Note that while most table saws come with blades, it is easy to replace the blade and use different blades for different purposes. Just ensure that the blade diameter and maximum RPM of the blade match the diameter and speed of your saw.
Ripping capacity describes the maximum amount of distance the rip fence can travel to one side of the saw blade. In effect, this determines the maximum width over which you can make a continuous cut with your saw. However, keep in mind that you can achieve wider cuts by using additional support for your material rather than just your saw’s table.
Rip capacities vary between saws, and are generally larger for stationary saws than for portable saws. For example, the Bosch and Skilsaw saws have 25-inch ripping capacities, while the stationary SawStop and Jet saws have ripping capacities of more than 50 inches each.
Get it even – the table
Ensuring that you have a flat, level table is extraordinarily important for getting high-quality cuts. Accordingly, getting a table that is level and won’t warp over time is extremely important – and not all tables are made equally.
Cast-iron tables, like those found on the stationary Jet, ShopFox, and SawStop saws, are the most resistant to warping or bending over time. On the other hand, many portable saws use less durable materials. Be sure to check customer reviews with these saws and to avoid models that have repeated issues with warping.
Fence and miter gauge
The fence is the piece of material against which you push your material to achieve the desired width of cut with consistency. Almost all portable and less expensive stationary saws, like the ShopFox saw, come with low-quality fences that you will need to replace after-market to get good cuts. For this reason, make sure that the fence can be removed and replaced on your saw (it can be on all table saws we reviewed).
Miter gauges are used when you need to make cuts that aren’t at a 90-degree angle. You may not need a miter gauge if you don’t take on many complex woodworking projects, and some table saws don’t even come with a miter gauge. However, it’s generally a good idea to opt for a saw with grooves in the table to accept a miter gauge in case you need one later.
Keep it clean – the dust collector
Most table saws, and especially stationary saws, come with a system for collecting dust produced by cutting wood and expelling it through a dust port. The dust ports on most table saws can be adapted to a shop vac, although some specifically require that you use an included dust bag rather than your vacuum. Keep in mind that some stationary vacuums have ports larger than four inches, which can be hard to adapt your existing vacuum to, and that if you’re working outside a collection bag may be easier than requiring a vacuum.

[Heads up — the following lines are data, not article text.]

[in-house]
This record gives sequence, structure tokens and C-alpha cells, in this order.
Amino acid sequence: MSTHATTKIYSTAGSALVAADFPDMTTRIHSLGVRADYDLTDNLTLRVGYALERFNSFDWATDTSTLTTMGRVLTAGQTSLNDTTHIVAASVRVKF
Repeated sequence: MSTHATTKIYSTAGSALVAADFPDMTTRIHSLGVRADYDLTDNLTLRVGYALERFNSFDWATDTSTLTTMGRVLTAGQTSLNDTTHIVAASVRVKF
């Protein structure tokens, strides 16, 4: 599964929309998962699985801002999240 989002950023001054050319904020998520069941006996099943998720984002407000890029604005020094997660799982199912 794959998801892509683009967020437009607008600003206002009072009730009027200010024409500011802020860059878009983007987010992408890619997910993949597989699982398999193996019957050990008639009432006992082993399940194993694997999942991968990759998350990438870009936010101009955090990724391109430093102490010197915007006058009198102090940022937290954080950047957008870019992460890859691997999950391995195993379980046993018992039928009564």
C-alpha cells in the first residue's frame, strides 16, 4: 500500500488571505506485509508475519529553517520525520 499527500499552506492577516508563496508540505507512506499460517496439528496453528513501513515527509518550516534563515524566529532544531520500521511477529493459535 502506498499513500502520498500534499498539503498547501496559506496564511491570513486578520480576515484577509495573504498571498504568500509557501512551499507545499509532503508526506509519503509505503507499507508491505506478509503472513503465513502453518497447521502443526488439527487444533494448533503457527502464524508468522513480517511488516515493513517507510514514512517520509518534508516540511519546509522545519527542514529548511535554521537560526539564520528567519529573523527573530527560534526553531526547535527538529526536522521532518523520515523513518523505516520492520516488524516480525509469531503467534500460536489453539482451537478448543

Also be wary that some saws, and especially budget table saws, have frequent problems with dust building up on the interior components. If this is a problem, it should be apparent in customer reviews – it is generally a good idea to steer clear of those saws.
Depth, capacity and bevels
Most table saws allow you to adjust the cutting depth of the blade so that you can make deeper or shallower cuts, or adjust how far the blade protrudes above your material. Note also that most saws allow you to make beveled cuts – cuts at an angle – although the available bevel angles can vary widely between saws.
Enjoy the speed
The speed of your table saw’s blade, measured in RPM, is an important aspect in the quality of your cuts. Typically, a faster blade – like the 5,000-rpm blade on the Skilsaw saw – will produce more accurate cuts with less kickback. In general, it is good to opt for the saw with a higher blade speed if you are between two otherwise similar saws.
Get the safest you can find
Safety is extremely important when using a table saw. So, pay close attention to safety features when choosing a saw. You should always choose a saw that has a blade guard and a riving knife. The blade guard covers the top of the blade when pushing your material over the blade. Riving knives sit behind the blade and help to prevent kickback.
Accessories – pretty up your instrument
There are a huge variety of after-market accessories that can be added to your table saw to expand its functionality or make it easier and safer to use. For example, there are on/off switches, accessories for extending the table, and wheels that allow you to control the height and tilt of the blade. Typically, these accessories are available for any table saw offered by a mainstream manufacturer.
A table saw is an inexpensive investment, so you want to be sure it will last for years to come. Many table saws only come with a one-year warranty from the manufacturer, while the table saw from Jet comes with an impressive five-year warranty.
Table saw safety tips for users of all levels
There are a number of important tips for using your table saw safely.
- Always wear proper protective clothing, including eyewear and ear protection. However, don’t wear gloves as they can get caught up in the saw’s blade.
- Always stand off-axis to the blade. This way, you’re out of the way of kickbacks and won’t get sawdust spewed in your face.
- Always allow the blade to come to a complete stop before making any adjustments to the blade or your saw.
- Make sure to check your material before starting a cut for anything that could catch on the blade, such as nails or staples.
- Make sure that your rip fence is parallel to the blade or kicked out slightly towards the rear of the fence. This helps ensure that the material will not catch as it passes through the blade.